Full-text · Article · Apr 2014 · BioMed Research International
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    • "The e4 allele on APOE, present in *14 % of the population, has been associated with early mortality; while the joint effect of ApoE e4 and e2 alleles, explain a larger proportion of the variation in human longevity (Schupf et al. 2013). Other examples of longevity genes involved in lipid metabolism and signaling are cholesterylester transfer protein (CETP; rs9923854), interleukin-6 (IL6; rs2069827), ceramide synthase (CerS), homolog of the longevity assurance gene (LAG1) in yeast, adiponectin variant ADIPOQ (?2019 del) (Atzmon et al. 2008), and lipoprotein lipase (LPA) (Bergman et al. 2007; Soerensen et al. 2013), but the molecular mechanisms by which of these variants influence longevity have not been reported (Sebastiani et al. 2012; Beekman et al. 2013). Current investigations have expanded their quest towards the identification of protective and buffering genes (Bergman et al. 2007). "
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    ABSTRACT: The role of classical lipids in aging diseases and human longevity has been widely acknowledged. Triglyceride and cholesterol concentrations are clinically assessed to infer the risk of cardiovascular disease while larger lipoprotein particle size and low triglyceride levels have been identified as markers of human longevity. The rise of lipidomics as a branch of metabolomics has provided an additional layer of accuracy to pinpoint specific lipids and its association with aging diseases and longevity. The molecular composition and concentration of lipid species determine their cellular localization, metabolism, and consequently, their impact in disease and health. For example, low density lipoproteins are the main carriers of sphingomyelins and ceramides, while high density lipoproteins are mostly loaded with ether phosphocholines, partly explaining their opposing roles in atherogenesis. Moreover, the identification of specific lipid species in aging diseases and longevity would aid to clarify how these lipids alter health and influence longevity. For instance, ether phosphocholines PC (O-34:1) and PC (O-34:3) have been positively associated with longevity and negatively with diabetes, and hypertension, but other species of phosphocholines show no effect or an opposite association with these traits confirming the relevance of the identification of molecular lipid species to tackle our understanding of healthy aging and disease. Up-to-date, a minor fraction of the human plasma lipidome has been associated to healthy aging and longevity, further research would pinpoint toward specific lipidomic profiles as potential markers of healthy aging and metabolic diseases.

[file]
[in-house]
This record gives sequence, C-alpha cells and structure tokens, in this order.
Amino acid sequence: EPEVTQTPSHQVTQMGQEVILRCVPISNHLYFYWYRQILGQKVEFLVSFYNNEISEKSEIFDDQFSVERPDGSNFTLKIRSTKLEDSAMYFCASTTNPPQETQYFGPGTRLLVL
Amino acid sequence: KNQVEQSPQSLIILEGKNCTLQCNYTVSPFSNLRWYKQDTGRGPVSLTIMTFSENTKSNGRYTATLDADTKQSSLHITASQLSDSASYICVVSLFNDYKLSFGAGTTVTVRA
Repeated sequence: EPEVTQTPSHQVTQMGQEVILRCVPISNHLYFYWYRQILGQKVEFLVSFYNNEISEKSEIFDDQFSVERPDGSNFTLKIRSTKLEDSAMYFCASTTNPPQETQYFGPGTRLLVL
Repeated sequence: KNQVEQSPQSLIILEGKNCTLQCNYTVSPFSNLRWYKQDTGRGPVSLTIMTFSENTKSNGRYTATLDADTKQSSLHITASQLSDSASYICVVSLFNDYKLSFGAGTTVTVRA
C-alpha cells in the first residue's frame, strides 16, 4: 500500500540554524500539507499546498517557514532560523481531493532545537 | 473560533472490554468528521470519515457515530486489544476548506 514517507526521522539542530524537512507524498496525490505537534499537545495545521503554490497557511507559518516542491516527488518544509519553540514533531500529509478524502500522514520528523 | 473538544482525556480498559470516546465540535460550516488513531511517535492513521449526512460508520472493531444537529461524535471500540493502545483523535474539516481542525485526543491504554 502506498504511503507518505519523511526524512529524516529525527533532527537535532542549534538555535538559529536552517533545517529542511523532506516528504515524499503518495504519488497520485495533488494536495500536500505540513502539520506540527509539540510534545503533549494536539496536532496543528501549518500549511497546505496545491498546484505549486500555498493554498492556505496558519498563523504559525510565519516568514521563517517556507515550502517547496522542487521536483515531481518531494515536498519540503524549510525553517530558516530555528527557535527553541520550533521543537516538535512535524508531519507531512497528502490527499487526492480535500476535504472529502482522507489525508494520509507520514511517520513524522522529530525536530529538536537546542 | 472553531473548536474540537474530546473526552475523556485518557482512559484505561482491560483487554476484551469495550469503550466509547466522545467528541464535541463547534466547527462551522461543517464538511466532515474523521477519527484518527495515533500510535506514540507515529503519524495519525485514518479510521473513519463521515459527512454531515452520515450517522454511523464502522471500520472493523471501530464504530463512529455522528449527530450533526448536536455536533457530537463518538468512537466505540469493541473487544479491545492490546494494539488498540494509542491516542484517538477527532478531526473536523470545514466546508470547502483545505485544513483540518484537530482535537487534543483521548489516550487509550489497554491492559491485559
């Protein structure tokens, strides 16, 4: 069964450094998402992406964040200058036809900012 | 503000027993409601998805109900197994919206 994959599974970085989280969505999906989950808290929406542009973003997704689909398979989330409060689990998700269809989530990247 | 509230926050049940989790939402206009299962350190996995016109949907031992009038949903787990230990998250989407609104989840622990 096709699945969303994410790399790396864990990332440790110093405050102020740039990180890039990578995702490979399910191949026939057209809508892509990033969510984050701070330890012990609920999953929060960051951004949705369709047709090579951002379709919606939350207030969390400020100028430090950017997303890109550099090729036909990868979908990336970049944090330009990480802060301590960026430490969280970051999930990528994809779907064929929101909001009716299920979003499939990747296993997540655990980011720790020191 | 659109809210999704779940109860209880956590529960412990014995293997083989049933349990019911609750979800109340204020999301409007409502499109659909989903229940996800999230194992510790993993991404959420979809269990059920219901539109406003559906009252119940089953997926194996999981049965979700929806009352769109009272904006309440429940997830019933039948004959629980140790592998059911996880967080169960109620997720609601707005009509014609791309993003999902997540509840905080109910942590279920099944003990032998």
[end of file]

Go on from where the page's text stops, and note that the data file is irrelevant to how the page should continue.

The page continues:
Full-text · Article · Aug 2013 · Biogerontology